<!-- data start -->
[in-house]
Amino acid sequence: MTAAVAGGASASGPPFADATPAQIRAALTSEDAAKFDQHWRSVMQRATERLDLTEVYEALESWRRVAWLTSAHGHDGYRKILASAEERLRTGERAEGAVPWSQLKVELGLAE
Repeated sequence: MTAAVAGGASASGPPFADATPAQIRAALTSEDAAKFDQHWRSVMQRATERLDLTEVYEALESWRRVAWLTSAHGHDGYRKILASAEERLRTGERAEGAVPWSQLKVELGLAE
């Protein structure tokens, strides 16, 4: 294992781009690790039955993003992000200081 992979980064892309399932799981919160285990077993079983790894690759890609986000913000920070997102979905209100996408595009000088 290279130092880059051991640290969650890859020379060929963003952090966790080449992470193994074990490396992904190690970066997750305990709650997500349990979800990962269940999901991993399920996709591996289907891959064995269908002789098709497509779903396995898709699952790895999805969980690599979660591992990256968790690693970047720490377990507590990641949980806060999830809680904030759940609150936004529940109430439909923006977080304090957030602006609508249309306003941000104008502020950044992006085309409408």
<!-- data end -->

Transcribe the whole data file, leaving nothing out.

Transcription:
[in-house]
Amino acid sequence: MTAAVAGGASASGPPFADATPAQIRAALTSEDAAKFDQHWRSVMQRATERLDLTEVYEALESWRRVAWLTSAHGHDGYRKILASAEERLRTGERAEGAVPWSQLKVELGLAE
Repeated sequence: MTAAVAGGASASGPPFADATPAQIRAALTSEDAAKFDQHWRSVMQRATERLDLTEVYEALESWRRVAWLTSAHGHDGYRKILASAEERLRTGERAEGAVPWSQLKVELGLAE
């Protein structure tokens, strides 16, 4: 294992781009690790039955993003992000200081 992979980064892309399932799981919160285990077993079983790894690759890609986000913000920070997102979905209100996408595009000088 290279130092880059051991640290969650890859020379060929963003952090966790080449992470193994074990490396992904190690970066997750305990709650997500349990979800990962269940999901991993399920996709591996289907891959064995269908002789098709497509779903396995898709699952790895999805969980690599979660591992990256968790690693970047720490377990507590990641949980806060999830809680904030759940609150936004529940109430439909923006977080304090957030602006609508249309306003941000104008502020950044992006085309409408």